There’s so much noise about how YouTube’s algorithm works, and a lot of it is just speculation.
But not this time!
Rachel on YouTube analytics and its recommendation system. Todd, leads the product team for YouTube’s homepage and recommendations. And they created a video covering commonly asked questions.
True or False: Poor performing videos on your channel will drag down the performance of future videos.
“We’re always going to be following the audience,” said Todd. “So, if it doesn’t matter to your audience that your last video wasn’t as good as some of your other videos, it’s not going to matter to us either.”
“We want each video to get out to the audience that’s going to watch it and enjoy it,” he added.
Does a channel’s reputation determine whether a person’s videos get recommended?
Todd didn’t flat out say yes or no. I’m under the impression that the answer is sometimes it does.
“We’re very careful not to have all of our recommendations driven by channel reputation,” explained Todd.
“We look at each video’s performance. So this is what enables some videos to go viral and other videos not… This is the system listening to the audience and when the audience responds well, we reflect that video level performance.”
So, just “know that you get a fresh a start every time you upload a new video, he added.
Will YouTube’s algorithm stop notifying viewers about your videos via recommendations or notifications because you’ve uploaded too many videos?
Nope. Not for recommendations.
“There’s no limit on how many videos can be recommended to a viewer from a channel in a day.” You can upload as much as you want and the recommendation system is likely to continue recommending them as long as viewers are willing to watch,” said Rachel
But, there is a limit for notifications.
Viewers can only get three notifications from a channel in a 24-hour period.
And that’s because YouTube doesn’t want people to get so bothered by notifications from one channel that they turn off all YouTube notifications, she explained.
Have you uploaded multiple videos in one day and found they didn’t get as many views per video as normal?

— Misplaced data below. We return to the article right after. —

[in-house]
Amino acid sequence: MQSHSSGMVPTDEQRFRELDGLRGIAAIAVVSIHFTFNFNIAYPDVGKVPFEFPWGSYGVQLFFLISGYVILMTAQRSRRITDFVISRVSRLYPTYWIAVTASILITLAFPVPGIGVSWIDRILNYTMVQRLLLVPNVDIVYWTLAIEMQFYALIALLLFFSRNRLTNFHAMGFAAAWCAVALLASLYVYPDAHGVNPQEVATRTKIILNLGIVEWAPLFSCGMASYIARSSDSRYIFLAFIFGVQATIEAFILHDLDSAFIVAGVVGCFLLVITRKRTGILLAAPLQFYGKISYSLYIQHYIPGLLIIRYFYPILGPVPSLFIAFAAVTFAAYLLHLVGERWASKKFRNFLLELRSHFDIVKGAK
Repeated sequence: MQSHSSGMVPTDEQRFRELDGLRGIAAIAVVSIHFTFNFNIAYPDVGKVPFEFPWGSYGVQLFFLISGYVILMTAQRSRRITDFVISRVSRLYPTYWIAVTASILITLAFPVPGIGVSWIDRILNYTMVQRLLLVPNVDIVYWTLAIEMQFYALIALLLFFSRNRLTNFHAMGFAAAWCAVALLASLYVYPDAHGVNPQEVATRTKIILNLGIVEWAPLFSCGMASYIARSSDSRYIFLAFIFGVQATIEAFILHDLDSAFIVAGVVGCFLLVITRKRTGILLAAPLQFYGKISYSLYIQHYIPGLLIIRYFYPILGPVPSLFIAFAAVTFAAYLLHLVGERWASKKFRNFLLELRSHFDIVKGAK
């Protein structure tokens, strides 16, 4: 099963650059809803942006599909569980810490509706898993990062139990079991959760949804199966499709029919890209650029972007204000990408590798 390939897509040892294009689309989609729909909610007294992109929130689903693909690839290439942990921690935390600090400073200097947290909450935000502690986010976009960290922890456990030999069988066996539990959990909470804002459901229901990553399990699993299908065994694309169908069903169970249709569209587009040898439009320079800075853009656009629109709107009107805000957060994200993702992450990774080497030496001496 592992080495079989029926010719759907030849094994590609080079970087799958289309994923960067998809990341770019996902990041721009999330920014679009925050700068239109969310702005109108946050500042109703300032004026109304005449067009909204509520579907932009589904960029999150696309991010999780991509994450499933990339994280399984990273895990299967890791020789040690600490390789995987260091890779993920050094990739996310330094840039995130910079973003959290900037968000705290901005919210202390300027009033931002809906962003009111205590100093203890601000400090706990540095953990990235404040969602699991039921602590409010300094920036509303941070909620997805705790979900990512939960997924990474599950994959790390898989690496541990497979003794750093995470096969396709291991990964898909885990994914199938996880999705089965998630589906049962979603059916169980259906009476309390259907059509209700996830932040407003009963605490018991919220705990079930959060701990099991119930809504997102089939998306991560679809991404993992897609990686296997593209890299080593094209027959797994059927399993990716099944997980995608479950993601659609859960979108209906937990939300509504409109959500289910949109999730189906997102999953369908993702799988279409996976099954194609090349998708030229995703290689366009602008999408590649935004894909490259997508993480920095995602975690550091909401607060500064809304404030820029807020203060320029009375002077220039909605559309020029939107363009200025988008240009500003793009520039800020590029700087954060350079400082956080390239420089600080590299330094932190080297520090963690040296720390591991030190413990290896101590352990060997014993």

“That is an indicator you may have exhausted your audience and uploaded too much that they’re not willing to watch,” said Rachel.
TIP: YouTube has found that batch uploads can be an effective strategy at getting people to watch more.
“We’ve seen creators release a series on a single day, which gives viewers an opportunity to watch through them because they’re all available at once,” Rachel added.
Do inactive subscribers hurt your performance?
Probably not. “I wouldn’t worry about inactive subscribers hurting your performance because they’re less likely to see your videos,” Todd explained.
YouTube’s algorithm knows your inactive subscribers haven’t watched your channel in a long time, so the system is less likely to recommend your video to them or place it on their homepage, he explained.
YouTube is going to recommend your video to those who are active and interested in watching.
And although your videos will still be in the subscriptions feed of inactive users, that a viewer saw it and didn’t click on it “isn’t going to have a strong influence at all” on YouTube’s recommendation algorithm, Todd said.
So, there’s no need to delete your channel and start a new one if you have a lot of inactive subscribers?
“Unless you really want to rebrand your channel and start with something completely separate, I wouldn’t start a new channel because your old channel probably still has a base of subscribers who would be interested in your new uploads compared to zero on a new channel,” advised Todd.
Does external traffic help get recommendations?
If your videos get a lot of traffic from outside of YouTube, that can certainly help kickstart the process of getting your video recommended, Rachel explained.
But once your video is showing up in suggested or on the homepage, YouTube’s algorithm assesses how viewers engage with it. So if viewers continue to click, watch through, and enjoy it, your video will continue to be ranked even higher on that surface.
External traffic engages less with your content. Is that hurting your performance?
I’ll let Rachel break this one down for you …
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